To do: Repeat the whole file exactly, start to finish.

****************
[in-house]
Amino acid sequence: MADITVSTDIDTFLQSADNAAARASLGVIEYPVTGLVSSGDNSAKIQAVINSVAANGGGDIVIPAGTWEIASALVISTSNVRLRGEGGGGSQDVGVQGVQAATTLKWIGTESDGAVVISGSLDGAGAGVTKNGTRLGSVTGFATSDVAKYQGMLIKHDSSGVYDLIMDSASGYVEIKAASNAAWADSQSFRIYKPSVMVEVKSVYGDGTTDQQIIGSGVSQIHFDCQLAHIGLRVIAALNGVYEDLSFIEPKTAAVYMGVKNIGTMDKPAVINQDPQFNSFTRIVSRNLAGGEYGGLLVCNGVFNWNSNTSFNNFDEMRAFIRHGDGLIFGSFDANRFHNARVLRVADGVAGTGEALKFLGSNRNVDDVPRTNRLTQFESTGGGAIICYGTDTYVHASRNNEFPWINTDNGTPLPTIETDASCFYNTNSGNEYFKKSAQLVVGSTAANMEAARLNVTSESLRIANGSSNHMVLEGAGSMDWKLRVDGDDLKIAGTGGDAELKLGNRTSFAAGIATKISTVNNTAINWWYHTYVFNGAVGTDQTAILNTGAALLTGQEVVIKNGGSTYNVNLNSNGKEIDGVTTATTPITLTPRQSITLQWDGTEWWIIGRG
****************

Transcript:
[in-house]
Amino acid sequence: MADITVSTDIDTFLQSADNAAARASLGVIEYPVTGLVSSGDNSAKIQAVINSVAANGGGDIVIPAGTWEIASALVISTSNVRLRGEGGGGSQDVGVQGVQAATTLKWIGTESDGAVVISGSLDGAGAGVTKNGTRLGSVTGFATSDVAKYQGMLIKHDSSGVYDLIMDSASGYVEIKAASNAAWADSQSFRIYKPSVMVEVKSVYGDGTTDQQIIGSGVSQIHFDCQLAHIGLRVIAALNGVYEDLSFIEPKTAAVYMGVKNIGTMDKPAVINQDPQFNSFTRIVSRNLAGGEYGGLLVCNGVFNWNSNTSFNNFDEMRAFIRHGDGLIFGSFDANRFHNARVLRVADGVAGTGEALKFLGSNRNVDDVPRTNRLTQFESTGGGAIICYGTDTYVHASRNNEFPWINTDNGTPLPTIETDASCFYNTNSGNEYFKKSAQLVVGSTAANMEAARLNVTSESLRIANGSSNHMVLEGAGSMDWKLRVDGDDLKIAGTGGDAELKLGNRTSFAAGIATKISTVNNTAINWWYHTYVFNGAVGTDQTAILNTGAALLTGQEVVIKNGGSTYNVNLNSNGKEIDGVTTATTPITLTPRQSITLQWDGTEWWIIGRG